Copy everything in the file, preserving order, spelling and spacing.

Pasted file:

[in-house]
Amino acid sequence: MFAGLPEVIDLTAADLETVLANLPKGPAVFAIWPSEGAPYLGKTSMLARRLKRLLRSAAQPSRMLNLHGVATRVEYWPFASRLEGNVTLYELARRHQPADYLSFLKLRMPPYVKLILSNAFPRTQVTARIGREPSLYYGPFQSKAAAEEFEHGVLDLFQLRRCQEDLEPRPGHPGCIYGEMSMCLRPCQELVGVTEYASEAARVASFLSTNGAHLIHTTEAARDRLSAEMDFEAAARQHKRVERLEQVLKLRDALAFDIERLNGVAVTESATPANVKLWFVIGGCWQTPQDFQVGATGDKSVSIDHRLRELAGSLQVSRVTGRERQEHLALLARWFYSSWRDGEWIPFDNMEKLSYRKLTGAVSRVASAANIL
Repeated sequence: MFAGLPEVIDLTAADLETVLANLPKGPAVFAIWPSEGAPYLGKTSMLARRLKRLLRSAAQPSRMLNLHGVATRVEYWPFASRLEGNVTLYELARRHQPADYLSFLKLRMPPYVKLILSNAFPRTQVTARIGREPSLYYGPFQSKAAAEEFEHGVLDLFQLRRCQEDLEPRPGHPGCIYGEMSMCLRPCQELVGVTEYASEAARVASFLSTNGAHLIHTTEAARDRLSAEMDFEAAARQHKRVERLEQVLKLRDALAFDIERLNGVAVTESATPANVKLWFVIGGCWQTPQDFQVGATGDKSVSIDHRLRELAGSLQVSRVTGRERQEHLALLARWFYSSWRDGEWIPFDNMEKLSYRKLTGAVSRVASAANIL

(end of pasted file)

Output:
[in-house]
Amino acid sequence: MFAGLPEVIDLTAADLETVLANLPKGPAVFAIWPSEGAPYLGKTSMLARRLKRLLRSAAQPSRMLNLHGVATRVEYWPFASRLEGNVTLYELARRHQPADYLSFLKLRMPPYVKLILSNAFPRTQVTARIGREPSLYYGPFQSKAAAEEFEHGVLDLFQLRRCQEDLEPRPGHPGCIYGEMSMCLRPCQELVGVTEYASEAARVASFLSTNGAHLIHTTEAARDRLSAEMDFEAAARQHKRVERLEQVLKLRDALAFDIERLNGVAVTESATPANVKLWFVIGGCWQTPQDFQVGATGDKSVSIDHRLRELAGSLQVSRVTGRERQEHLALLARWFYSSWRDGEWIPFDNMEKLSYRKLTGAVSRVASAANIL
Repeated sequence: MFAGLPEVIDLTAADLETVLANLPKGPAVFAIWPSEGAPYLGKTSMLARRLKRLLRSAAQPSRMLNLHGVATRVEYWPFASRLEGNVTLYELARRHQPADYLSFLKLRMPPYVKLILSNAFPRTQVTARIGREPSLYYGPFQSKAAAEEFEHGVLDLFQLRRCQEDLEPRPGHPGCIYGEMSMCLRPCQELVGVTEYASEAARVASFLSTNGAHLIHTTEAARDRLSAEMDFEAAARQHKRVERLEQVLKLRDALAFDIERLNGVAVTESATPANVKLWFVIGGCWQTPQDFQVGATGDKSVSIDHRLRELAGSLQVSRVTGRERQEHLALLARWFYSSWRDGEWIPFDNMEKLSYRKLTGAVSRVASAANIL